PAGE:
Starting February 2013, quite a lot of ladies and gentlemen might want to take a few minutes (or perhaps hours, or maybe even days, in some cases) to sort through their closets and decide which clothing items they no longer plan on wearing.
This is because H&M has recently made it public news that it is to launch a new recycling program for textile fibers.
To cut a long story short, all H&M stores in the chain's 48 markets worldwide are to start accepting their customers’ old and ragged clothes as donations. Each bag of used garments will get its former owner a voucher.
Interestingly enough, the company does not even care what brand the clothes people bring to their stores are.
Thus, the company is to make no discriminations between garments and accept whatever the customers are willing to offer it.
“Through the global initiative H&M’s customers can save natural resources and contribute to reduced environmental impact by avoiding textile waste,” reads the official press release on this matter.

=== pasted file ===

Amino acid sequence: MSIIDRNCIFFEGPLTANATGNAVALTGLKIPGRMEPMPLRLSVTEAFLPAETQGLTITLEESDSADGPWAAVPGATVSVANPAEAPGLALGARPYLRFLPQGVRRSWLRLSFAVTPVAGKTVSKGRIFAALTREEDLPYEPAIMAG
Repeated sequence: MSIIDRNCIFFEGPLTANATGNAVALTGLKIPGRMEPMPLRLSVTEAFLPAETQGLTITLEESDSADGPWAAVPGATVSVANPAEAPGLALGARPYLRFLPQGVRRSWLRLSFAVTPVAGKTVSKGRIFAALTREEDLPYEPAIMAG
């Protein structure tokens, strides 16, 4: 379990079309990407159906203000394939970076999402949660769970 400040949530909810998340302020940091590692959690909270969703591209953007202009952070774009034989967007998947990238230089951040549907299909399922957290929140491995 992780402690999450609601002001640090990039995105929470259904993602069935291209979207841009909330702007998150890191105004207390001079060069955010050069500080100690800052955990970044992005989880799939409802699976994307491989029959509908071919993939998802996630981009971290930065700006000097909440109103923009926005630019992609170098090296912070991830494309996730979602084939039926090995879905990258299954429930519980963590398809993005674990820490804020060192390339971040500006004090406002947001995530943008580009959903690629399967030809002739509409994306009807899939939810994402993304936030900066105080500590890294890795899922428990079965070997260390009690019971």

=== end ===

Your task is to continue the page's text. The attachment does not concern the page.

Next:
Furthermore, “In return, the customer will receive a voucher for each bag brought. The collected clothes are then handled by H&M’s partner, I:Collect, which provides the infrastructure in which consumer goods are repeatedly reprocessed and made available for new use.”
As the company explains, its decision to become the first to ever launch such a global-scale recycling campaign stems from the fact that, as several studies have shown, tonnes of clothing items end up in landfills on a yearly basis, despite their being re-usable.
By collecting these garments and finding new uses for them, H&M hopes to cut down on the ecological footprint of the clothing industry, and educate people with respect to social and environmental responsibly.
The company's CEO, Karl-Johan Persson, made a case of how, “Our sustainability efforts are rooted in a dedication to social and environmental responsibility.”
“We want to do good for the environment, which is why we are now offering our customers a convenient solution: to be able to leave their worn out or defective garments with H&M.”